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Building Diaspora: Surviving and Thriving in the Shadow of Imperialism

Author(s): Kelly Fong

Year: 2015

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In the aftermath of mid-19th century Western imperialist and capitalist expansion in China, the Chinese Diaspora grew beyond Southeast Asia as migrants left southern China for Australia, North America, and South America.  Despite being separated by the Pacific Ocean, these Chinese communities in the United States did not live in isolation.  Instead, they remained highly connected to their home villages and districts in southern China as well as communities throughout the Diaspora through the movement of people, ideas, food, money, politics, and material culture.  This paper examines how district, dialect, and village networks that transverse regional, national, and continental boundaries became a backbone of Chinese American society in the face of racism and outright exclusion in the United States.  By understanding the Chinese American community in light of diaspora, we can better understand how this exploited, marginalized, and racialized community survived and thrived on the periphery in the United States.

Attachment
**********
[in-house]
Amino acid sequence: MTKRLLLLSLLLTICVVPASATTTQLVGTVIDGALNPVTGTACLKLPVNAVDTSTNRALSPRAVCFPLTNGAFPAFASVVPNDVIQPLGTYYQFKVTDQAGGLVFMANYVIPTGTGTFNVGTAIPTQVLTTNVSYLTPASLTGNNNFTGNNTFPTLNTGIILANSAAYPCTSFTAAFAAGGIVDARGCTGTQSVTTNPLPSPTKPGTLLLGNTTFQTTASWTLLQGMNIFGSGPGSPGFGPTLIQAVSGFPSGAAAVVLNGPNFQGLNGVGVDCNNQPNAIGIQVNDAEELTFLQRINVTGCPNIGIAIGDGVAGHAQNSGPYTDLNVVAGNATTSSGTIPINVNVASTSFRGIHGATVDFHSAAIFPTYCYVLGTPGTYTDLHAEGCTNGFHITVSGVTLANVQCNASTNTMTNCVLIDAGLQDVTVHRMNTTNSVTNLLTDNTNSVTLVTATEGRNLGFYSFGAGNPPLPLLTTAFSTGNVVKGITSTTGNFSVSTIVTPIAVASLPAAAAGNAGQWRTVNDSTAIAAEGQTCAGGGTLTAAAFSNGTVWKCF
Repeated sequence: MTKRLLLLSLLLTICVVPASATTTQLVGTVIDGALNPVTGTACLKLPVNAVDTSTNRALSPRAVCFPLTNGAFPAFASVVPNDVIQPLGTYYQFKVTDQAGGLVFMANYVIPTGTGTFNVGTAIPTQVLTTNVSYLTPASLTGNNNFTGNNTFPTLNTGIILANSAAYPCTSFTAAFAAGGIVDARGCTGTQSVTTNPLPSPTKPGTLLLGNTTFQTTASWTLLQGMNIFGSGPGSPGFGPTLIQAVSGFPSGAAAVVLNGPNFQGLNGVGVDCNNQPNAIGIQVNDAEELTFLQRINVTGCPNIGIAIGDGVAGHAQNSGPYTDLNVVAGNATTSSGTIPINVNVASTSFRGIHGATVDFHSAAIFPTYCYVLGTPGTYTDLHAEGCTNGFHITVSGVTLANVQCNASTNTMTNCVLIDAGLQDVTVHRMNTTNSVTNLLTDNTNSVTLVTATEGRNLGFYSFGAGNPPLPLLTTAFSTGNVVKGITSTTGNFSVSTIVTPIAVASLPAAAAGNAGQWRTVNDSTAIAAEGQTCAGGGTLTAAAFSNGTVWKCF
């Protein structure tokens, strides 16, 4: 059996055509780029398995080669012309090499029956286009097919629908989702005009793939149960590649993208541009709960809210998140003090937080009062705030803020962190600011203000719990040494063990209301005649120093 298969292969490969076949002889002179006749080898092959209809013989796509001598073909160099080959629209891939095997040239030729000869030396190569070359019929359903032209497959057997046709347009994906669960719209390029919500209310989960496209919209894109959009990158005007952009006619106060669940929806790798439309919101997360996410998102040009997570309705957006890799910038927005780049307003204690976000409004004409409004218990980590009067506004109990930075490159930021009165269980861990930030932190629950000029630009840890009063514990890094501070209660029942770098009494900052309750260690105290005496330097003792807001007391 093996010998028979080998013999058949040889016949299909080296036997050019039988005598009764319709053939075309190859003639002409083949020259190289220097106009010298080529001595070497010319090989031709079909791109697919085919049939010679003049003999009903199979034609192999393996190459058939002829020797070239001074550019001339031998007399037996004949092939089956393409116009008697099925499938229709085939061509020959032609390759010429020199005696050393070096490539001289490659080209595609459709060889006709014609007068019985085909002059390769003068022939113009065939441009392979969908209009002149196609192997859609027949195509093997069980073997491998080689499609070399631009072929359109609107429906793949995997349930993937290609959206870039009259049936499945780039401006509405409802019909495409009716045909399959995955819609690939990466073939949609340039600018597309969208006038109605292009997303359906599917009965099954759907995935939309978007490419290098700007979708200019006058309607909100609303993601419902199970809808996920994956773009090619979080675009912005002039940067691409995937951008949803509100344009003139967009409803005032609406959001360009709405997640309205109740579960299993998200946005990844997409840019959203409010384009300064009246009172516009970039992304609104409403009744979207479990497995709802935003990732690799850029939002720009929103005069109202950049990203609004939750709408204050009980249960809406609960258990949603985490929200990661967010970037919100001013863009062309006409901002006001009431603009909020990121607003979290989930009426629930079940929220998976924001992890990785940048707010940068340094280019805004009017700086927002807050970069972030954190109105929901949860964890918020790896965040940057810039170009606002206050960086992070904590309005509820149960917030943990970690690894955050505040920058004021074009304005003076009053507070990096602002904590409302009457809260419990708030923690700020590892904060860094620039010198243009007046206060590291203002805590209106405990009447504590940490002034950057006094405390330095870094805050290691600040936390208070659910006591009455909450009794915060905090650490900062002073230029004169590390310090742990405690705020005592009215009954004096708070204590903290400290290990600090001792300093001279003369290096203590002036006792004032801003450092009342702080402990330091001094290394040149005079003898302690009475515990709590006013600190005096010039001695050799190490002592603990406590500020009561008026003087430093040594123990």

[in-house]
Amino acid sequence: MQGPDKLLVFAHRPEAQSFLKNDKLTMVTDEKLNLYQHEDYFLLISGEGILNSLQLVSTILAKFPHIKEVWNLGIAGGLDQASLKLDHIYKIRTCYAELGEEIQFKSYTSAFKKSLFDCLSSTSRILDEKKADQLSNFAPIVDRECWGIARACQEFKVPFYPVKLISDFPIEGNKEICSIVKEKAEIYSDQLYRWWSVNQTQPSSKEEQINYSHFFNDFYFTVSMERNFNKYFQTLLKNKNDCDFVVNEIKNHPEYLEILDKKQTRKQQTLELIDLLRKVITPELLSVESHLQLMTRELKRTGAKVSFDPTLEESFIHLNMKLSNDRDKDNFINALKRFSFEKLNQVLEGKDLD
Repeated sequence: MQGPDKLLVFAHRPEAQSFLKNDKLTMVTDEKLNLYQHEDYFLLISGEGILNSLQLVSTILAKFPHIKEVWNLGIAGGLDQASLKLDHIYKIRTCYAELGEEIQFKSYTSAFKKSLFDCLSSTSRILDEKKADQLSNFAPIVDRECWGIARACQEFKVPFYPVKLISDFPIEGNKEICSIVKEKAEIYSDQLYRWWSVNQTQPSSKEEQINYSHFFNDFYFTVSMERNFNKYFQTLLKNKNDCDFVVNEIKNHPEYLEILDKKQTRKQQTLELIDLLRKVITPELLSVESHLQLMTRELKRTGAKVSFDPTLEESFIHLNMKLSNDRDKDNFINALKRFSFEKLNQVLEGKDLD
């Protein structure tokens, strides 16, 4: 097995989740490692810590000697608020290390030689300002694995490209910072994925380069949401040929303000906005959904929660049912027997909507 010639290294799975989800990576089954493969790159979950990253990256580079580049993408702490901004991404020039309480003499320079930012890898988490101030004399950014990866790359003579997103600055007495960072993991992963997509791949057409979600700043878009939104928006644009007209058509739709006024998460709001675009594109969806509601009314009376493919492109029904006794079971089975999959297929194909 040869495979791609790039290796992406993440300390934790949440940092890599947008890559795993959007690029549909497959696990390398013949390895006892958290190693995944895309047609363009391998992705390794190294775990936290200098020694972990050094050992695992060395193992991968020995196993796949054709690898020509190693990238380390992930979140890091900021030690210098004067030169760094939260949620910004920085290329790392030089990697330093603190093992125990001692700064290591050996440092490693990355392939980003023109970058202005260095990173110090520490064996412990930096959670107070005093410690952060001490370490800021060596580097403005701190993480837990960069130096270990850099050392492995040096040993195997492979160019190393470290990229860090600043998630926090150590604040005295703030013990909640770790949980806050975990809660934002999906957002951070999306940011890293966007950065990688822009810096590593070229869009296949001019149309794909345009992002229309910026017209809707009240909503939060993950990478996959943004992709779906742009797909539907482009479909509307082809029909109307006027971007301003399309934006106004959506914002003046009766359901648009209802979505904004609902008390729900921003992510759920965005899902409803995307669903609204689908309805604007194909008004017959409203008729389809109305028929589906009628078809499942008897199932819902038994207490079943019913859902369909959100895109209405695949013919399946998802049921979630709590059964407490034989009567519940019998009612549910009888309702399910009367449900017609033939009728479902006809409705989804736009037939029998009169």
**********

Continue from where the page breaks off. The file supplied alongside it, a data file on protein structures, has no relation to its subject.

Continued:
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Building Diaspora: Surviving and Thriving in the Shadow of Imperialism. Kelly Fong. Presented at Society for Historical Archaeology, Seattle, Washington. 2015 ( tDAR id: 433822)


Spatial Coverage

min long: -129.199; min lat: 24.495 ; max long: -66.973; max lat: 49.359 ;

Record Identifiers

PaperId(s): 226

Arizona State University The Andrew W. Mellon Foundation National Science Foundation National Endowment for the Humanities Society for American Archaeology Archaeological Institute of America